JUNE 16, 2022:
Navigable waterways have played a pivotal role throughout Tennessee’s history and continue
to impactthe current landscape. From early settlements, where waterways were used to transport commercial goods, to hosting key battles of the Civil War along the Mississippi, Tennessee, and Cumberland Rivers. Followed by the creation of the Tennessee Valley Authority which expanded impounded waters in 1933. The expansion provided jobs and electricity for those living in this rural area. The construction of dams later furnished the infrastructure for the development of the atomic bomb during World War II in the secret city of Oak Ridge. Today, there are nearly 700,000 acres of impounded waters on 38 reservoirs and 19,000 streams utilized by recreational and commercial vessels. From the founding of our nation to present day, the waterways of Tennessee are an ever-present force, and those that work to promote its functioning and safety are essential actors.
The Tennessee Wildlife Resources Agency (TWRA)
is the sole state agency charged with administering the Tennessee Boating Safety Act of 1965. While boating enforcement has always been a critical function of the TWRA, several state actions further prioritized the importance of enforcement. The passage of the Boating Under the Influence (BUI) bill by the state legislature created rigorous enforcement demands for impaired boating. In 1989, Chief Ed Carter worked to create a Boating Division within the TWRA, forming a multi-faceted effort to address impaired vessel operation. These efforts continue in full force today, in the hope that no more lives will be lost to BUI.
Tennessee has over 252,000 active boat registrations, with five of its largest cities being located on navigable rivers. Boating enforcement and education occurs year-round through the efforts of 171 full-time Wildlife/Boating officers. The TWRA, through its NASBLA accreditation, utilizes a cadre of BUI instructors. These instructors are veterans specifically trained in BUI detection. Each year, these instructors work with TWRA wildlife officer cadets to provide 24 hours of BUI detection and enforcement training, along with regional BUI refresher training, throughout the state. Because impairment can be caused by more than alcohol, dozens of officers have also attended the Advanced Roadside Impaired Driving Enforcement courses to learn about other potential boating operation risks.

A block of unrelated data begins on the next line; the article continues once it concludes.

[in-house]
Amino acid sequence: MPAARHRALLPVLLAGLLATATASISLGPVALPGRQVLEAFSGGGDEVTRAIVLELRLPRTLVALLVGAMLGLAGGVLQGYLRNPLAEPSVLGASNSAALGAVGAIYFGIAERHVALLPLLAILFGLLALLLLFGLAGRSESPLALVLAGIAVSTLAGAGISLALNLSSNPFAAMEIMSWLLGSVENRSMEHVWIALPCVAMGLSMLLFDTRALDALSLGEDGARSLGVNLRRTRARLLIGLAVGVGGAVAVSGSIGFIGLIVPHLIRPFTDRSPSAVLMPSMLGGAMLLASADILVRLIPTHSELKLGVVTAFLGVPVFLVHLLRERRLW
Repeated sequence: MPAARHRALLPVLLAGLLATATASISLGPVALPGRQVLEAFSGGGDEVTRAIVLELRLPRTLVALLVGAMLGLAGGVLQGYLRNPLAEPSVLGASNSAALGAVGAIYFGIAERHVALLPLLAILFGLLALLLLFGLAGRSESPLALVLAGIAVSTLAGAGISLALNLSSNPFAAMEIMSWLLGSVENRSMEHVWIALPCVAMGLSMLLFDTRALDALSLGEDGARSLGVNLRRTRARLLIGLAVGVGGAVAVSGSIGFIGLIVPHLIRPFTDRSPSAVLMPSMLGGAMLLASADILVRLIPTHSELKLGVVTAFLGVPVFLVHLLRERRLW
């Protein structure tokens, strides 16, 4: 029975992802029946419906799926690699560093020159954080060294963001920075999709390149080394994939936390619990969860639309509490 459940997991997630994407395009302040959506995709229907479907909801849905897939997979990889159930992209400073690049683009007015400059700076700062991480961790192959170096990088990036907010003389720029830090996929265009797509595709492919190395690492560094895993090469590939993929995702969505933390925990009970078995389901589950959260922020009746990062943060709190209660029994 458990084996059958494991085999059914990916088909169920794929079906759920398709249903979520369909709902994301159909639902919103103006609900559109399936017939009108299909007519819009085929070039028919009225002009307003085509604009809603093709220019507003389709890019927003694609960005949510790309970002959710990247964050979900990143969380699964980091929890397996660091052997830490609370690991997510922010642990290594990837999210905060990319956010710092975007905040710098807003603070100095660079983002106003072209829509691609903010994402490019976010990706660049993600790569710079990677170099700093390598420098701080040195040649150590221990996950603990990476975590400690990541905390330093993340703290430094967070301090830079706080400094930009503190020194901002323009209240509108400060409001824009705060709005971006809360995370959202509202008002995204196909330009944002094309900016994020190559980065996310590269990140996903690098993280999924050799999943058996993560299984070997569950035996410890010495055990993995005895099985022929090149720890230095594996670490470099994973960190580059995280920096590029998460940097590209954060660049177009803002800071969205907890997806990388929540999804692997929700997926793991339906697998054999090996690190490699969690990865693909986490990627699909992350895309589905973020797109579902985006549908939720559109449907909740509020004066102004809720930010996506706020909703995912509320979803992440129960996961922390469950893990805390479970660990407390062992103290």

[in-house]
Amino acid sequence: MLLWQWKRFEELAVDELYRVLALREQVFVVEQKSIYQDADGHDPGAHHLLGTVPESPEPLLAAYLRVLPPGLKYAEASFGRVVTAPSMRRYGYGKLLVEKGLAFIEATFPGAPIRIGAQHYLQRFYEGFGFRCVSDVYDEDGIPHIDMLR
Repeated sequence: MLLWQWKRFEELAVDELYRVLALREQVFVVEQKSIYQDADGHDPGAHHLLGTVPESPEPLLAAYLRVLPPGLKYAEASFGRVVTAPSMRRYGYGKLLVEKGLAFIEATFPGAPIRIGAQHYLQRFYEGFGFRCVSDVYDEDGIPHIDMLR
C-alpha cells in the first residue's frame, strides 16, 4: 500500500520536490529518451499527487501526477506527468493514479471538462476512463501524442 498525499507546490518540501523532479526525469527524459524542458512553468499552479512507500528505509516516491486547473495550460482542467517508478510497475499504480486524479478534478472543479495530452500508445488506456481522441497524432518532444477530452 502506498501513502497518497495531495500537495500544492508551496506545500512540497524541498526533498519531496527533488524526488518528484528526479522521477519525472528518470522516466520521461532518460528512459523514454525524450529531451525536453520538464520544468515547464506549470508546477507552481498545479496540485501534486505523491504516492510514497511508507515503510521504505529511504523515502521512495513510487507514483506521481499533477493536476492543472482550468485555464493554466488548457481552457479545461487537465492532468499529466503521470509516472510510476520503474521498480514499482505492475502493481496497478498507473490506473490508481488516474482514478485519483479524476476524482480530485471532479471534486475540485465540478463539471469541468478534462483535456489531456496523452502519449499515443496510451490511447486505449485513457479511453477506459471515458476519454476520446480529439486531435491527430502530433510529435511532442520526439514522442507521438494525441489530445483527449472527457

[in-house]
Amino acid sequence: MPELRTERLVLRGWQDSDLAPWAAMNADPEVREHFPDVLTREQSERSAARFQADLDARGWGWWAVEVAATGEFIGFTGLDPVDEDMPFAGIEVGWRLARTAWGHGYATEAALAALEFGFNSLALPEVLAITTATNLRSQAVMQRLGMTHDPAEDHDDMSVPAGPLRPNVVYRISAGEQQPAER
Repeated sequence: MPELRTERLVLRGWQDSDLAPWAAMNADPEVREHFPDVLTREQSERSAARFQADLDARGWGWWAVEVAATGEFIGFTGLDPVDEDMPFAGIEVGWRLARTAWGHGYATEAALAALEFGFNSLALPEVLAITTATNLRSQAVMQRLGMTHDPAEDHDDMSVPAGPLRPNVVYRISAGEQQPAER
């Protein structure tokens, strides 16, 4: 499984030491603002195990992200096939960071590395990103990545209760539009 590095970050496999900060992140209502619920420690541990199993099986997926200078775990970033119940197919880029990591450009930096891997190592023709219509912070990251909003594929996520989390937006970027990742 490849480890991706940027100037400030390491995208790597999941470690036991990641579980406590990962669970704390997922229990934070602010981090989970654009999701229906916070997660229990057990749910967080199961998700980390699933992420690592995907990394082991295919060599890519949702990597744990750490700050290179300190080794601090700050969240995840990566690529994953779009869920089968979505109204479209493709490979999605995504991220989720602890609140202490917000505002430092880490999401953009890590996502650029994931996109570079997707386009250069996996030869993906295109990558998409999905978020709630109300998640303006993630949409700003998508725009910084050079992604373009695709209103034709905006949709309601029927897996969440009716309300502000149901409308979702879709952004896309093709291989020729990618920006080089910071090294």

“For much of my career, TWRA has been invested in the training and confidence of its wildlife officers by providing top quality BUI detection and apprehension courses to everyone in uniform,” said Captain Matt Majors, TWRA Boating Investigator. “We are truly at a fork in the road where BUI is starting to get the recognition that it has so desperately deserved. Overshadowed in the past by DUI… recreational boaters, legislators, and law enforcement are now all in agreement that BUI is DUI and operators should be held accountable.”
TWRA has been involved with NASBLA’s Operation Dry Water (ODW) campaign since its inception in 2009. As part of the campaign, TWRA has produced public safety announcements and conducted vigilant enforcement. Over the course of the 2021 heightened awareness and enforcement weekend, 264 TWRA officers removed 21 impaired boat operators from our nation’s waterways for alcohol and/or drug impairment. District 21 Boating Officer Josh Landrum was recently recognized for his outstanding contributions to BUI enforcement during the 2021 ODW weekend as Officer of the Year.
In addition to these enforcement efforts, TWRA continues to explore ideas on how to educate the public on the dangers of boating while impaired. Through the collaborative efforts of the Multimedia Division, Communications Division and Boating Outreach Coordinator, professional quality public service announcements (PSAs) and infographics are developed and distributed through various media outlets year-round. The information is also discussed in Tennessee’s mandatory boating education course required for those born after January 1, 1989.
Understanding that impaired boaters often become impaired drivers, the TWRA collaborates with other stakeholders in increasing BUI awareness on Tennessee waters. A member of the TWRA Law Enforcement command staff sits on the Tennessee Chapter of MADD’s Advisory Board and the Tennessee Highway Safety Office’s Impaired Driving Advisory Council. This has led to an increase in multiagency DUI/BUI enforcement details and sends a unified message to the public.
During the 2022 legislative sessions, the Tennessee Chapter of MADD supported a bill that aligned the BUI penalty with the Driving Under the Influence (DUI) penalty and clarified that vehicular assault and vehicular homicide may be committed by those boating under the influence. The bill, which includes a minimum of 48 hours in jail, passed in the legislature without opposition. This year, the TWRA has been invited to speak at both the Tennessee District Attorneys Conference and General Sessions Judges Conference on its efforts to remove impaired boaters from Tennessee waterways.
As the population in Tennessee continues to grow and tourism booms, efforts to detect and remove impaired boat operators continues to be a guiding goal for TWRA. Through efforts to educate the public, to promote quality training in detection, to be proactive in enforcement, and to collaboratively work with stakeholders, Tennessee will continue to keep its waterways a useful and safe part of its history for the boating public.#ODWBlog